Summary of the Case
The Veteran served on active duty in the United States Army from October 2001 to July 2004. In July 2004, the Regional Office (RO) granted service connection for costochondritis with a noncompensable rating. Three years later, the Veteran sought an increased rating, but was denied in September 2007. She continued to appeal this decision and consistently reported chest pain, shortness of breath with constant burning, tingling, and stabbing pain, and chest wall muscle soreness. However, in March 2011, the RO issued a Statement of the Case continuing her noncompensable rating. The Veteran appealed to the Board of Veterans’ Appeals.
In April 2014, a VA examiner evaluated the Veteran’s costochondritis using a muscle injury Disability Benefits Questionnaire. The examiner diagnosed her with a non-penetrating muscle injury in muscle group XXI, the thoracic muscle group, and noted normal muscle strength and no evidence of muscular atrophy. Additionally, the examiner determined that the Veteran had no known pulmonary conditions and that the sporadic costochondrial pain did not significantly limit respiration or chest wall expansion. In June 2015, the Board issued a decision denying an increased rating for the Veteran’s costochondritis. However, she appealed this decision to the Court of Appeals for Veterans Claims (CAVC). In June 2016, the Court issued a joint motion for partial remand in which both parties agreed that the Board provided inadequate reasons or bases for its decision.
In November 2016, the Board issued another decision that denied entitlement to a compensable rating for costochondritis. In its decision the Board noted that the rating schedule does not include criteria for an evaluation of costochondritis and determined that the condition may be rated analogous to a musculoskeletal disability under 38 CFR § 4.71a or alternatively as a muscle disability under 38 CFR § 4.73a. Furthermore, the Board concluded that because of the similar anatomical location and symptomatology, the most appropriate diagnostic code (DC) for the condition was DC 5320 for muscle group XX, spinal muscles of the thoracic region. The Board also considered DC 5297 for removal of ribs, but determined that because no lay or medical evidence demonstrated the removal of the ribs associated with her service-connected costochondritis, that DC did not apply.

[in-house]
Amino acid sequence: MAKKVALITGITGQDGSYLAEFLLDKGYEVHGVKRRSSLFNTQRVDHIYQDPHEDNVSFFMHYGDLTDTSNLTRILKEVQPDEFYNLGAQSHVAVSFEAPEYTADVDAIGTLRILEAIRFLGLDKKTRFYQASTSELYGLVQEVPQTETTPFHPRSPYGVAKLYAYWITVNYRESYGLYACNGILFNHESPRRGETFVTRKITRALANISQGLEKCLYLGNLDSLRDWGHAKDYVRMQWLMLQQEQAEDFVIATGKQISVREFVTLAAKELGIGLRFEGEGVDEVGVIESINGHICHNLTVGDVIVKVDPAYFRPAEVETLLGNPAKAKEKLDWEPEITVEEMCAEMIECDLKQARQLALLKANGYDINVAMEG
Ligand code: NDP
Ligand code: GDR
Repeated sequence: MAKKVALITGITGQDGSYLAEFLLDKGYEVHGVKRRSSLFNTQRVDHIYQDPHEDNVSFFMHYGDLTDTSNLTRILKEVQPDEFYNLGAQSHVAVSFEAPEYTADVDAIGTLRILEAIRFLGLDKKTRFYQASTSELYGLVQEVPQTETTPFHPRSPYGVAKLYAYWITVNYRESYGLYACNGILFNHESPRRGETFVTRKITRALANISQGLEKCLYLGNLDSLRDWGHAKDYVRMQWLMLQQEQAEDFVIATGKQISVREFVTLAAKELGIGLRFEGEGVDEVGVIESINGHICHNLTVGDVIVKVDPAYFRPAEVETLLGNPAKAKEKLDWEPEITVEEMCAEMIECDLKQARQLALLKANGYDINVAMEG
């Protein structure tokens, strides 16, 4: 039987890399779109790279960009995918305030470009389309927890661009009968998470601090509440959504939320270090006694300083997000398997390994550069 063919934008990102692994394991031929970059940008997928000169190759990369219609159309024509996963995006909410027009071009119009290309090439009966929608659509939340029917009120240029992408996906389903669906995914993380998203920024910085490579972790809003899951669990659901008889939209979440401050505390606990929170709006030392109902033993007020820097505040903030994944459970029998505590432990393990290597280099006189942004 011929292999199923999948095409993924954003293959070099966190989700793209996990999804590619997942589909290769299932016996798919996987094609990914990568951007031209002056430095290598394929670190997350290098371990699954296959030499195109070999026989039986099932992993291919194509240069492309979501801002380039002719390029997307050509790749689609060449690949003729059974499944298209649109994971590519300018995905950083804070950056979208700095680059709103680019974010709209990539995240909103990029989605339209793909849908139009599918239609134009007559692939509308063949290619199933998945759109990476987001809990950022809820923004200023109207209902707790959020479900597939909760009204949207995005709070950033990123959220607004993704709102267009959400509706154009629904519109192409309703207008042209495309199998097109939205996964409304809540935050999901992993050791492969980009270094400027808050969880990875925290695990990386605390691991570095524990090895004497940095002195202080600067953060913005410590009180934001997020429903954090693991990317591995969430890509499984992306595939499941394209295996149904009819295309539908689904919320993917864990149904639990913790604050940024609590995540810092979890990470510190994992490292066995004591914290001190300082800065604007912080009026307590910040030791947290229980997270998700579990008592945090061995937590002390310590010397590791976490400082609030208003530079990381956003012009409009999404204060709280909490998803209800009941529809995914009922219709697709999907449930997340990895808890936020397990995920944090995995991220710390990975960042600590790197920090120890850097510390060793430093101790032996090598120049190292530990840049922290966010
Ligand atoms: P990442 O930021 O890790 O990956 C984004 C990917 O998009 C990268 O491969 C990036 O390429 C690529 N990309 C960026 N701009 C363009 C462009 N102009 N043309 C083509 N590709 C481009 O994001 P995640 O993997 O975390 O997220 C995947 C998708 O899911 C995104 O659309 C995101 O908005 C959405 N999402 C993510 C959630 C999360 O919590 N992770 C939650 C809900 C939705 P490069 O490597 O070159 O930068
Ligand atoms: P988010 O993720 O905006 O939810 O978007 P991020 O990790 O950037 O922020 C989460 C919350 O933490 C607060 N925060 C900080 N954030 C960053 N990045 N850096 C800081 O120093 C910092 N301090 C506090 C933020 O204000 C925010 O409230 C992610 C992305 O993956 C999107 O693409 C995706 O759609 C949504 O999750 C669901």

CCK Appeals for a Compensable Rating for Costochondritis
CCK successfully appealed to the CAVC the Board decision that denied entitlement to a compensable rating for costochondritis. CCK argued that the Board misinterpreted and misapplied the law governing ratings by analogy, and failed to meet its heightened reasons or bases duty under Suttman. Specifically, Suttman states that when, on the basis of the evidence of record, two or more provisions of VA’s rating schedule are potentially applicable to the evaluation of a particular disability, VA must provide reasons or bases for its decision to rate that disability under one such provision rather than another potentially applicable provision. Importantly, this requirement is heightened where the disability has been rated as an unlisted condition by analogy to another condition. CCK also argued that the Board failed to adequately explain its rejection of the Veteran’s lay statements regarding her symptoms.
Court Agrees with CCK’s Arguments
CCK argued, and the Court agreed, that the Board failed to satisfy its obligation to provide heightened reasons or bases for its determination that DC 5320 is the most appropriate DC for evaluating the Veteran’s unlisted condition, costochondritis, in several regards. Additionally, the Court noted that the VA examiner identified muscle group XXI as the affected area, not group XX under which the Board rated her. Here, the Court determined that the Board provided inadequate reasons or bases for determining that costochondritis, a condition that affects the ribs and breastbone, was more appropriately evaluated as a spinal muscle condition rather than a respiratory muscle condition. Finally, the Court agreed that the Board erred when it required objective evidence to demonstrate entitlement to an increased evaluation for a muscle injury and rejected the Veteran’s lay statements. Accordingly, the Court remanded the Veteran’s case back to the Board.